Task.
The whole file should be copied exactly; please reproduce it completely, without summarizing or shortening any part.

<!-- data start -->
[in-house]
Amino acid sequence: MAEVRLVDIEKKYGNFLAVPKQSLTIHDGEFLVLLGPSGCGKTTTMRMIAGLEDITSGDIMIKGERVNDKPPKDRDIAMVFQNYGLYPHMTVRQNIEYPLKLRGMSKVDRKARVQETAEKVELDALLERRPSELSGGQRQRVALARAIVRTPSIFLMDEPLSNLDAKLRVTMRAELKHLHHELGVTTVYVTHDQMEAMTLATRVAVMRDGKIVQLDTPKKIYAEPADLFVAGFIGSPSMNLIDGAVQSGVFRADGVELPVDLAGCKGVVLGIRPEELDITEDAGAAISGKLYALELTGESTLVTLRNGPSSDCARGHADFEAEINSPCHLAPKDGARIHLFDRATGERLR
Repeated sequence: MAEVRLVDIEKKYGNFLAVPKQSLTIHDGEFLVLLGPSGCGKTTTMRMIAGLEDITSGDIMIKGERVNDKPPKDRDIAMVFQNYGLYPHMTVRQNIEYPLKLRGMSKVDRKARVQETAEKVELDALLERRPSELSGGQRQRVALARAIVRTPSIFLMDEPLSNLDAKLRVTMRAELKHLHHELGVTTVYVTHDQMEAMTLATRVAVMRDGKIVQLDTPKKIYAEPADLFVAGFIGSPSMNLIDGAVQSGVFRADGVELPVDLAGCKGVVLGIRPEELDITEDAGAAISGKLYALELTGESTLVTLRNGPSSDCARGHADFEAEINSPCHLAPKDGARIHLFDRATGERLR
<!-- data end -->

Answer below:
[in-house]
Amino acid sequence: MAEVRLVDIEKKYGNFLAVPKQSLTIHDGEFLVLLGPSGCGKTTTMRMIAGLEDITSGDIMIKGERVNDKPPKDRDIAMVFQNYGLYPHMTVRQNIEYPLKLRGMSKVDRKARVQETAEKVELDALLERRPSELSGGQRQRVALARAIVRTPSIFLMDEPLSNLDAKLRVTMRAELKHLHHELGVTTVYVTHDQMEAMTLATRVAVMRDGKIVQLDTPKKIYAEPADLFVAGFIGSPSMNLIDGAVQSGVFRADGVELPVDLAGCKGVVLGIRPEELDITEDAGAAISGKLYALELTGESTLVTLRNGPSSDCARGHADFEAEINSPCHLAPKDGARIHLFDRATGERLR
Repeated sequence: MAEVRLVDIEKKYGNFLAVPKQSLTIHDGEFLVLLGPSGCGKTTTMRMIAGLEDITSGDIMIKGERVNDKPPKDRDIAMVFQNYGLYPHMTVRQNIEYPLKLRGMSKVDRKARVQETAEKVELDALLERRPSELSGGQRQRVALARAIVRTPSIFLMDEPLSNLDAKLRVTMRAELKHLHHELGVTTVYVTHDQMEAMTLATRVAVMRDGKIVQLDTPKKIYAEPADLFVAGFIGSPSMNLIDGAVQSGVFRADGVELPVDLAGCKGVVLGIRPEELDITEDAGAAISGKLYALELTGESTLVTLRNGPSSDCARGHADFEAEINSPCHLAPKDGARIHLFDRATGERLR